The Southern Company’s “catch and kill” of a Wall Street Journal investigative story was proudly celebrated by the board of directors during a dinner at the company’s annual shareholders meeting last month.
This effective approach to managing media content from New York-based news organizations is an extension of the Southern Company's “capture and control” program that began at its Alabama Power affiliate in 2017. National Public Radio (NPR) “outed” this creative program in a December 19, 2022, article titled, “In the Southeast, power company money flows to news sites that attack their critics.”
On December 21, 2022, NPR published an article that described how Southern Company operatives used an ABC News producer to spy on former Southern Company CEO Thomas A. Fanning’s girlfriend (Kim Tanaka) from 2017 to September 21, 2022. The NPR article, titled “She was an ABC News producer. She also was a corporate operative,” exposed the undercover spying activities of ABC News producer Kristen Hentschel.
In short, a lot of underhanded efforts -- on multiple fronts -- have gone into allowing Southern Company to move forward at Vogtle, putting profitability and sketchy work product over public safety:
Except for the Southern Company and its Georgia Power and Southern Nuclear Operating Company affiliates, no capable and qualified nuclear-power experts are independently vouching for the safety and soundness of Units 3 and 4 at Vogtle.
Additionally, no government entity has studied the health risks of bringing Units 3 and 4 online for commercial service. The last available study of these risks was published on June 20, 2007, by an environmental protection group named Blue Ridge Environmental Defense League (www.bredl.org.)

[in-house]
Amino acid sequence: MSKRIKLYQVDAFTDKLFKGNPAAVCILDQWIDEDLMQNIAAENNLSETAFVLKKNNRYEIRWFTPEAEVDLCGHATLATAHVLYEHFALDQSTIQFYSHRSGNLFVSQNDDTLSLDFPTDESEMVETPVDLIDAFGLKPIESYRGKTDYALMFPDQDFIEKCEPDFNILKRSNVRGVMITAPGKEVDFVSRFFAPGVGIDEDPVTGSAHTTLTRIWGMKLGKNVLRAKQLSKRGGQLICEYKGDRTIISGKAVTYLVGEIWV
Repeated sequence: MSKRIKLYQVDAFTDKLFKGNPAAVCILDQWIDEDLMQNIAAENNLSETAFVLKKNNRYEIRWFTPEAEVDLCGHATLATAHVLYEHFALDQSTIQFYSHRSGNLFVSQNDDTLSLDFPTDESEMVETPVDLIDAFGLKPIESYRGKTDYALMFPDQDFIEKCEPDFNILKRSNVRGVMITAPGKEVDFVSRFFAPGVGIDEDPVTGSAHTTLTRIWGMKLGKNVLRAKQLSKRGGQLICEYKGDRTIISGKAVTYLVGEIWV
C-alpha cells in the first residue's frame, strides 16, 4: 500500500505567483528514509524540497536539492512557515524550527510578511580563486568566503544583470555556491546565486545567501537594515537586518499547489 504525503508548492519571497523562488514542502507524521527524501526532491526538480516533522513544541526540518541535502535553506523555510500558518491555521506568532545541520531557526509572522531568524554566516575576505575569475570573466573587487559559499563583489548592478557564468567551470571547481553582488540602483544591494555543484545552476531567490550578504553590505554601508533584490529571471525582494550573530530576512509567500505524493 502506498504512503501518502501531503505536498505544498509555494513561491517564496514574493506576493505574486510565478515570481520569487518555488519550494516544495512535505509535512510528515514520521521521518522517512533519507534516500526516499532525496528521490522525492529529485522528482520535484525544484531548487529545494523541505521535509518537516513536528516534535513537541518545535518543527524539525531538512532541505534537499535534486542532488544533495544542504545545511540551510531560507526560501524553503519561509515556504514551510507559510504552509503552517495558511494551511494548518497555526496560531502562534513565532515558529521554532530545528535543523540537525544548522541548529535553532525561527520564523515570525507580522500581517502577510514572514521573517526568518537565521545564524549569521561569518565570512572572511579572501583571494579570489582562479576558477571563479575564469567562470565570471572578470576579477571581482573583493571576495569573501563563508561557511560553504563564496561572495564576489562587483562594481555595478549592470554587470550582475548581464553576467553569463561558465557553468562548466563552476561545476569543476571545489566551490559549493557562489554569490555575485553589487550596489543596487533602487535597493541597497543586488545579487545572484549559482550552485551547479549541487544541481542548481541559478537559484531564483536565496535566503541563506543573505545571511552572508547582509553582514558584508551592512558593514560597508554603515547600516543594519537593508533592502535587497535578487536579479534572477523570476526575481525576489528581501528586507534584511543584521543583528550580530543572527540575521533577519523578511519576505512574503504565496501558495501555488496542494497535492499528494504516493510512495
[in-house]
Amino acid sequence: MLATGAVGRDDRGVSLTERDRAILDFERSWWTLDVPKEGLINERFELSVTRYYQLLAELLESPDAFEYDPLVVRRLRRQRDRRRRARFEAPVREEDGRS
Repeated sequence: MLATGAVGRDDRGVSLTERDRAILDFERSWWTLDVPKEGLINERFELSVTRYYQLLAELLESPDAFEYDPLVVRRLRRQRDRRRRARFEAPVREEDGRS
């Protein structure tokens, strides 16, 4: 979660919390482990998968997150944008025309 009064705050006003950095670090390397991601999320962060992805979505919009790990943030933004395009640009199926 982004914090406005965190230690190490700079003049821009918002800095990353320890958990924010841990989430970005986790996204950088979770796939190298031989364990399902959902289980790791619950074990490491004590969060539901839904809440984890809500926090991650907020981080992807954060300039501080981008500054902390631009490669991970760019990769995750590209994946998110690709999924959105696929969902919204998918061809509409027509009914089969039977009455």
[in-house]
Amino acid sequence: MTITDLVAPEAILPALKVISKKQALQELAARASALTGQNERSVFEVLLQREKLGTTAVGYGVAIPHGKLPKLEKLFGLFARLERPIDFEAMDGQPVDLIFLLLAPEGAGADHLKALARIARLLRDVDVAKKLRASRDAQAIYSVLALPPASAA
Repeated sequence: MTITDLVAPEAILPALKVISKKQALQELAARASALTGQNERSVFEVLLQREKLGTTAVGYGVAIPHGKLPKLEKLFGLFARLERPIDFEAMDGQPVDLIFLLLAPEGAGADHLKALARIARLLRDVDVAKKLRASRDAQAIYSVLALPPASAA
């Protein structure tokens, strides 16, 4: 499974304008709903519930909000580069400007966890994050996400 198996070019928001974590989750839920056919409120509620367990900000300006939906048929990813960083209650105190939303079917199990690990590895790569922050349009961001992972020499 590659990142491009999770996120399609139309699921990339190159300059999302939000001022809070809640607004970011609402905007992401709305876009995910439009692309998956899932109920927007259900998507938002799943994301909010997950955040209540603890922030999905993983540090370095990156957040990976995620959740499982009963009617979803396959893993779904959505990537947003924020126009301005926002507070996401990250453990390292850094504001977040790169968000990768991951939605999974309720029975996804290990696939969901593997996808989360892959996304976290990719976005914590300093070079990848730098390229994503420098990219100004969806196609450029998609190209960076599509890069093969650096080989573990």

From the time Vogtle nuclear power Units 1 and 2 began commercial operations in 1989 to the date of the Blue Ridge report in 2007, average radioactivity levels in drinking water, river water, and sediment downriver or at the Vogtle plant skyrocketed as high as 44.6%.
During the same periods, the cancer death rate for children and adolescents in the 11 counties closest to Vogtle rose 58.5%, compared to a 14.1% decline nationally. The death rate in Burke County GA (where Vogtle is located) rose sharply for all cancers, especially for blacks and for children and young/middle age adults, while U.S. rates declined
The government agencies that are charged by law with protecting the environment around Vogtle and preventing a catastrophic nuclear disaster at Vogtle have been effectively anesthetized by the flow of the Southern Company’s "dark money" in Washington and Georgia.
It appears that the federal and state regulatory agencies involved with the Vogtle projects have bought into the Southern Company’s “fake it ‘til you make it” profitability program. At this juncture, these agencies seems to be focused on delivering regulatory approvals that have more to do with propping the Southern Company’s stock prices and appeasing the Joe Biden administration than providing and promoting public safety at Vogtle.
This is a grim picture, and it likely will only get worse if Units 3 and 4 actually go into operation. Watkins writes:
Vogtle Units 3 and 4 are outdated, fatally flawed, "lemon" nuclear-power projects.
Medical experts expect a lot of people within a 40-mile radius of Vogtle to get sick and die from radiation poisoning when the highly likely nuclear disaster occurs at the fatally flawed nuclear power Units 3 and 4.
More than 350,000 people had to be permanently resettled after the Chernobyl nuclear disaster. Experts expect that at least 500,000 people living in 11 counties within the 40-mile radius of the Vogtle contamination area will have to be permanently resettled.
Of course, the Masters Golf Tournament in Augusta Georgia will have to be played somewhere else, as the residents of Augusta will have to be resettled.
At this juncture, our best hope as a nation is that the Southern Company corporate executives and federal and state government officials who could have prevented the likely nuclear disaster at Vogtle will be around to get prosecuted for second-degree murder, reckless endangerment by radiation poisoning and contamination, and the willful destruction of private property within the contaminated area.